Wasted On The Young

Posted 19 Sep 2011 — by Ezra Stead
Category Film Reviews, Movies I Got

By Ezra Stead

Wasted on the Young, USA, 2010

Directed by Evan Drolet Cook

Wasted on the Young, the debut feature from Evan Drolet Cook, perfectly captures Minneapolis in 2009. More than any other movie I can remember, Evan Drolet Cook’s Wasted on the Young is Minneapolis. It evoked nostalgic feelings in me that undoubtedly make it impossible for me to fairly and objectively review the film, but as producer Riley Lang told me, that was the film’s goal. It set out to be a slice of life in the Minneapolis of 2009, and at that it succeeds commendably, but I think it also manages to reach a little further than that, nicely exploring the sentiment behind the famous quote that lends the film its title.

Wasted follows several different characters through several days in their lives in what is essentially an ensemble comedy. The primary protagonist is Matt (Matt Franta), a sort of directionless guy who is not above lying about being a vegetarian in order to favorably impress Susan (Sara Marie Reinke), a rather neurotic woman with whom he has become infatuated. Matt’s best friend, Cody (Cody Sorensen), is basically the comic relief to Matt’s straight man, and he is having relationship troubles of his own, having recently told his girlfriend, Laura (Anna Reichert), that he loves her, though he isn’t really sure he meant it. Now he fears he’s going to have to say it over and over again until they break up, which is generally how these things go. A third player in this circle of friends is Rachel (Hannah Glaser), whose boyfriend, Ian (John Toycen), has increasingly begun to alienate her with his non-stop singer-songwriter-ing; he has become, much to her chagrin, that douchebag who brings his guitar to parties and plays his whiny emo songs whether anyone likes them or not. Read More

Horrible Bosses

Posted 05 Sep 2011 — by Ezra Stead
Category Film Reviews, Movies I Got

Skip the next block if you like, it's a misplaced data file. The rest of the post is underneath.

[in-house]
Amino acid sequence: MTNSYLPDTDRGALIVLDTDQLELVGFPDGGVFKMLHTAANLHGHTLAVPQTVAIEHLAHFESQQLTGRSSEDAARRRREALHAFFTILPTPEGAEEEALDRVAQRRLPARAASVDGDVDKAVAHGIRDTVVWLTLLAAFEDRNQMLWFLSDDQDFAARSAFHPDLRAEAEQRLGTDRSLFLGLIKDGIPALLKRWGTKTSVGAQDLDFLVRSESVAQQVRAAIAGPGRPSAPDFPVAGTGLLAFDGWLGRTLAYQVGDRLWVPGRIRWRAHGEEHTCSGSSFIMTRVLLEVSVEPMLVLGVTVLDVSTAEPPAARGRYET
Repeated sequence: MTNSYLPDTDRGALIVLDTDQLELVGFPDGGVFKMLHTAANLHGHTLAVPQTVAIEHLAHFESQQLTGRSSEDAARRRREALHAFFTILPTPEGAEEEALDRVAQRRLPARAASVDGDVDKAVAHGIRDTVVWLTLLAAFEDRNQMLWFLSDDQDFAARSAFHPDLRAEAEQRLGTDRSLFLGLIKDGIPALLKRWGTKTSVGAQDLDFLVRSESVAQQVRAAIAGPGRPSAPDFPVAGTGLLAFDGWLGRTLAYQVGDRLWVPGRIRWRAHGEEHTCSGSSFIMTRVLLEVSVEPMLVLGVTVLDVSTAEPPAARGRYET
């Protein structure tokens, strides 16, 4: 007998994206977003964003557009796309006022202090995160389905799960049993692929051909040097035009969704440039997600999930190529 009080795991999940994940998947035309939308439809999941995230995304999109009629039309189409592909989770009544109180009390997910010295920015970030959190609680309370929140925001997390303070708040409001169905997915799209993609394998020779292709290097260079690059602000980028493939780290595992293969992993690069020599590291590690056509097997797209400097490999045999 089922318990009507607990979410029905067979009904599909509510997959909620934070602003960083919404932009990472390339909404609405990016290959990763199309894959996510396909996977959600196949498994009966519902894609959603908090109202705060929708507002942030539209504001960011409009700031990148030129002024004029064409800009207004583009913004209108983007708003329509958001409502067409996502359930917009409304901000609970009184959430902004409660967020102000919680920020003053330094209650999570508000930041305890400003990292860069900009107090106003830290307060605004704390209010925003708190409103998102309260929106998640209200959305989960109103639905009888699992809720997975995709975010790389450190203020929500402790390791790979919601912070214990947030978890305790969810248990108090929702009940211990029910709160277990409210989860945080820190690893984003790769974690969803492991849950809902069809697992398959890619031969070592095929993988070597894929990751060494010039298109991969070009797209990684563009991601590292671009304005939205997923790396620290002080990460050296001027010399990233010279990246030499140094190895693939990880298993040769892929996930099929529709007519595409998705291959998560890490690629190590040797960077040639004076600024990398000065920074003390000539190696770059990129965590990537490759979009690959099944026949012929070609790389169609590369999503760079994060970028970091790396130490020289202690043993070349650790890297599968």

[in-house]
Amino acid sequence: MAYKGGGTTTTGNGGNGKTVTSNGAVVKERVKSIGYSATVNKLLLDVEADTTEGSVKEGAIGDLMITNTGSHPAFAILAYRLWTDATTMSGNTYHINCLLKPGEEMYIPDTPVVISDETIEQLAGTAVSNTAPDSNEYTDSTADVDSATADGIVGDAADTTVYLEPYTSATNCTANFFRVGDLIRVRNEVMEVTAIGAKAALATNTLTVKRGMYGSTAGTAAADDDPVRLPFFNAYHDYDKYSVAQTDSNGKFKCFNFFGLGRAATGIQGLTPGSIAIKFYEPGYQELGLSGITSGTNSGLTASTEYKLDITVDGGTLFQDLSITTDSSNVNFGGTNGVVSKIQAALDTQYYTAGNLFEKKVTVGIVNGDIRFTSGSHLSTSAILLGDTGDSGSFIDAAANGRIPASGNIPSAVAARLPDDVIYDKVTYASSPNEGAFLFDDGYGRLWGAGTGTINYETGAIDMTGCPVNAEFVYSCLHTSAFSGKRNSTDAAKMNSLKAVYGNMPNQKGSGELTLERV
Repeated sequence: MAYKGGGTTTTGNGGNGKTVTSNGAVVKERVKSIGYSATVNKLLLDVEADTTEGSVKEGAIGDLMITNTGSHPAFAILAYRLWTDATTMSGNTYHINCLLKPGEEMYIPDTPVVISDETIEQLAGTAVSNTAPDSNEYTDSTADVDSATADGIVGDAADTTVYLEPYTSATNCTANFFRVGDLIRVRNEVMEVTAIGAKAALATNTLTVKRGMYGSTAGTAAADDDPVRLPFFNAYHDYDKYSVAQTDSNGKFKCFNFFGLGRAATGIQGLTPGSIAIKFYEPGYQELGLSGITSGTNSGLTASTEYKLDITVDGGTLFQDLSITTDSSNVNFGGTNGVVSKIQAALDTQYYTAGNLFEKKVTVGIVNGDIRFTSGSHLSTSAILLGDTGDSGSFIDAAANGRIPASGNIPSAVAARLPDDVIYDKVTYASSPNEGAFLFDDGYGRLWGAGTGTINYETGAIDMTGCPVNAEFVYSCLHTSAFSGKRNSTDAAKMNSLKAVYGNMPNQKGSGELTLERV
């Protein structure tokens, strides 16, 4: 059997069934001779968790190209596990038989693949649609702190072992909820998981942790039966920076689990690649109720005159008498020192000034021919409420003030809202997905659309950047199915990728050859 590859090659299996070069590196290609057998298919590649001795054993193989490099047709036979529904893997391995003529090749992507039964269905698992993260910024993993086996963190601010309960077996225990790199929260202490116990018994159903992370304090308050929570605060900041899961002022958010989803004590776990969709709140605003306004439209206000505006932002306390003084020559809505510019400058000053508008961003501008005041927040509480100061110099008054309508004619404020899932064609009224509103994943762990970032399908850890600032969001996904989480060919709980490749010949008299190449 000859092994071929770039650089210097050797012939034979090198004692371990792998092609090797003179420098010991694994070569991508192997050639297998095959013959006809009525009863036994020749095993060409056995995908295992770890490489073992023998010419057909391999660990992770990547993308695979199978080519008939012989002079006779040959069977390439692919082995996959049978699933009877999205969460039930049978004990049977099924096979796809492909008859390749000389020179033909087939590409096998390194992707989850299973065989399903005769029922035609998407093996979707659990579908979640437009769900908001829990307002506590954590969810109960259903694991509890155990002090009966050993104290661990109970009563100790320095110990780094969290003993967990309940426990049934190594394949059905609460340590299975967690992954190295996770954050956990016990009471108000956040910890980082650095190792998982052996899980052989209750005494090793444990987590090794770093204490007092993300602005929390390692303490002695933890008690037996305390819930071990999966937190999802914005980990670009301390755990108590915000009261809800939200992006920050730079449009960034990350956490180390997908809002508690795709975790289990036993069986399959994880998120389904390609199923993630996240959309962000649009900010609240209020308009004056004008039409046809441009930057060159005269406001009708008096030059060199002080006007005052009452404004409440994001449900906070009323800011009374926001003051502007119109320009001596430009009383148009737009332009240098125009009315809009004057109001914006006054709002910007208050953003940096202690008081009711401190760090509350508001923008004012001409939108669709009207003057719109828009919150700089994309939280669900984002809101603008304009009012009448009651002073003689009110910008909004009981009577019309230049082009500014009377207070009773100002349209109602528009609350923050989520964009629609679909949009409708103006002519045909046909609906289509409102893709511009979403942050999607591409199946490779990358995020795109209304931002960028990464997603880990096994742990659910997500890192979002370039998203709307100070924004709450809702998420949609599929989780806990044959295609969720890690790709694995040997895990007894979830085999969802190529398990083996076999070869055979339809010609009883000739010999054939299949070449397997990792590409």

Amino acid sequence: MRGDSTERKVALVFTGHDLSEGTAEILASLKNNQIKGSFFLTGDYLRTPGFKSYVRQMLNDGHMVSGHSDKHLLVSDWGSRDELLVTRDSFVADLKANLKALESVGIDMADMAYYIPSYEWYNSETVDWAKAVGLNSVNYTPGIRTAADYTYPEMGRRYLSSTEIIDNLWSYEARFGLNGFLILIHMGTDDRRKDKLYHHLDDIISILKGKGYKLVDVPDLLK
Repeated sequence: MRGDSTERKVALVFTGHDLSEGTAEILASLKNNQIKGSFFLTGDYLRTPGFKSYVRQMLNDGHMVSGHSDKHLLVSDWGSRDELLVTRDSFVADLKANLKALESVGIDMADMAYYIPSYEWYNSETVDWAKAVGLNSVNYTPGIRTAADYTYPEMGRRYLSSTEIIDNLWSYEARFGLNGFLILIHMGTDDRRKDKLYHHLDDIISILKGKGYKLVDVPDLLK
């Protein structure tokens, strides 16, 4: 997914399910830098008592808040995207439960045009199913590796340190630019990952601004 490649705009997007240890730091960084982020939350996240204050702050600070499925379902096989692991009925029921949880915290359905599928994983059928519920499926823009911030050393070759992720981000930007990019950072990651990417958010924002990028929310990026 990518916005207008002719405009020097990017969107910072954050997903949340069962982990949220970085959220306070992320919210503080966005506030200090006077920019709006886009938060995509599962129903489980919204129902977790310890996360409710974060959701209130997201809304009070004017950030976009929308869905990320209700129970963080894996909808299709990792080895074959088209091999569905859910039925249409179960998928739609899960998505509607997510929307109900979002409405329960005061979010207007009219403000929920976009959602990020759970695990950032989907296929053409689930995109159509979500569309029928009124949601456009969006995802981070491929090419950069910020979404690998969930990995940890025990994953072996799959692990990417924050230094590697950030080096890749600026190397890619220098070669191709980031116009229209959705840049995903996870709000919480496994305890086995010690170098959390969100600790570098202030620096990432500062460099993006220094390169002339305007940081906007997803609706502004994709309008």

By Ezra Stead

Horrible Bosses is a hilarious new film from King of Kong director Seth Gordon. Horrible Bosses, USA, 2011

Directed by Seth Gordon

Cheap and (especially) predictable as they sometimes are, the jokes in Seth Gordon’s Horrible Bosses work, and at its best, it made me laugh harder than any movie I’ve seen so far this year. A good example is a scene early on in which Nick Hendricks (Jason Bateman), who has been working so hard to get a promotion that the only thing still in his home refrigerator when he actually has a moment to check is an old lime (“Could have been a kiwi; no way to tell”), has said promotion brutally ripped out of his hands by his evil boss, Dave Harken (Kevin Spacey) so that Harken can take the position for himself, along with its attendant salary boost and the office Nick has been coveting. When Nick screams a profanity and drags Harken across the floor by his own necktie, any halfway-educated film viewer will immediately realize that this is a fantasy sequence, but the sheer brutality and enthusiasm of its execution manages to garner laughs despite the cliche. Read More

Seeking Wellness: Suffering Through Four Movements

Posted 29 Aug 2011 — by Ezra Stead
Category Film Reviews, Movies I Got

By Ezra Stead

Seeking Wellness: Suffering Through Four Movements, USA, 2008

Written and Directed by Daniel Schneidkraut

Seeking Wellness: Suffering Through Four Movements is a disturbing and darkly funny first feature from Twin Cities filmmaker Daniel Schneidekraut. “This is not a film,” proclaims the opening title card of Daniel Schneidkraut’s Seeking Wellness: Suffering Through Four Movements. “It is a video ritual. Watch and receive.” This unsettling (some would say pretentious) announcement is followed by an opening credits sequence that seems directly inspired by the diabolical French provocateur Gaspar Noe (I Stand Alone, Irreversible, Enter the Void). Another apparent influence is the German filmmaker Michael Haneke (The Seventh Continent, Funny Games, The White Ribbon) – in fact, I would say this is second in line, after my beloved Dogtooth, for the title of Best Michael Haneke Film Michael Haneke Never Made – so clearly, this is a dark and twisted creation that could generously be described as “not for everyone.” That said, for fans of transgressive and artistic cinema, this is undoubtedly the Minneapolis-based independent feature I would recommend above all others, despite my more direct involvement in a few others (full disclosure: I am thanked in the credits for this one, though I had no idea of this fact until I finally saw the finished product and was never on set). Read More